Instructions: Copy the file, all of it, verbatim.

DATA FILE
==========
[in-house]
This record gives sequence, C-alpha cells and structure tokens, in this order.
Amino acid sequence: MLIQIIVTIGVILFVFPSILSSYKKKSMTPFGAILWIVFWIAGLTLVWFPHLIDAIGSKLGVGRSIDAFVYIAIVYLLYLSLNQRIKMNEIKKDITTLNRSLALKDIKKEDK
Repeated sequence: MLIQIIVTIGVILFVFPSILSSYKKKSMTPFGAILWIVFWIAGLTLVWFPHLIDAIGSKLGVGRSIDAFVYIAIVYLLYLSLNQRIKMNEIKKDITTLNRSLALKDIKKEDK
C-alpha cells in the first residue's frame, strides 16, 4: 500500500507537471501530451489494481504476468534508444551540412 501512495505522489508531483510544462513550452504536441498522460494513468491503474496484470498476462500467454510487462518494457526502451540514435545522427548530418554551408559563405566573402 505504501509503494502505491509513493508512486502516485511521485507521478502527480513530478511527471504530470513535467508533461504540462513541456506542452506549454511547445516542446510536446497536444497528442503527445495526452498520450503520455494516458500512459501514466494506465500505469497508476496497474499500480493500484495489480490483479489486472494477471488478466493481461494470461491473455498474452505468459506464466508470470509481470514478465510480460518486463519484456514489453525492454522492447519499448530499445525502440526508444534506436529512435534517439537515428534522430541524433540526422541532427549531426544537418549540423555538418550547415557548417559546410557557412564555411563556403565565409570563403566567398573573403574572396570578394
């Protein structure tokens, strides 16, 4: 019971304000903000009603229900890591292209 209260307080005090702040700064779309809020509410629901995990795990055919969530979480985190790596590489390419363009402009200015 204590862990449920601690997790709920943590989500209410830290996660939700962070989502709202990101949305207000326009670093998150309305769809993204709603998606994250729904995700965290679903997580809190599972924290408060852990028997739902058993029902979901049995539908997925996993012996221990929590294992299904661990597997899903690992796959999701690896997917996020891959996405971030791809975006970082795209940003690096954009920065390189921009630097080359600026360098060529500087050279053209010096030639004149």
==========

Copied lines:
[in-house]
This record gives sequence, C-alpha cells and structure tokens, in this order.
Amino acid sequence: MLIQIIVTIGVILFVFPSILSSYKKKSMTPFGAILWIVFWIAGLTLVWFPHLIDAIGSKLGVGRSIDAFVYIAIVYLLYLSLNQRIKMNEIKKDITTLNRSLALKDIKKEDK
Repeated sequence: MLIQIIVTIGVILFVFPSILSSYKKKSMTPFGAILWIVFWIAGLTLVWFPHLIDAIGSKLGVGRSIDAFVYIAIVYLLYLSLNQRIKMNEIKKDITTLNRSLALKDIKKEDK
C-alpha cells in the first residue's frame, strides 16, 4: 500500500507537471501530451489494481504476468534508444551540412 501512495505522489508531483510544462513550452504536441498522460494513468491503474496484470498476462500467454510487462518494457526502451540514435545522427548530418554551408559563405566573402 505504501509503494502505491509513493508512486502516485511521485507521478502527480513530478511527471504530470513535467508533461504540462513541456506542452506549454511547445516542446510536446497536444497528442503527445495526452498520450503520455494516458500512459501514466494506465500505469497508476496497474499500480493500484495489480490483479489486472494477471488478466493481461494470461491473455498474452505468459506464466508470470509481470514478465510480460518486463519484456514489453525492454522492447519499448530499445525502440526508444534506436529512435534517439537515428534522430541524433540526422541532427549531426544537418549540423555538418550547415557548417559546410557557412564555411563556403565565409570563403566567398573573403574572396570578394
């Protein structure tokens, strides 16, 4: 019971304000903000009603229900890591292209 209260307080005090702040700064779309809020509410629901995990795990055919969530979480985190790596590489390419363009402009200015 204590862990449920601690997790709920943590989500209410830290996660939700962070989502709202990101949305207000326009670093998150309305769809993204709603998606994250729904995700965290679903997580809190599972924290408060852990028997739902058993029902979901049995539908997925996993012996221990929590294992299904661990597997899903690992796959999701690896997917996020891959996405971030791809975006970082795209940003690096954009920065390189921009630097080359600026360098060529500087050279053209010096030639004149």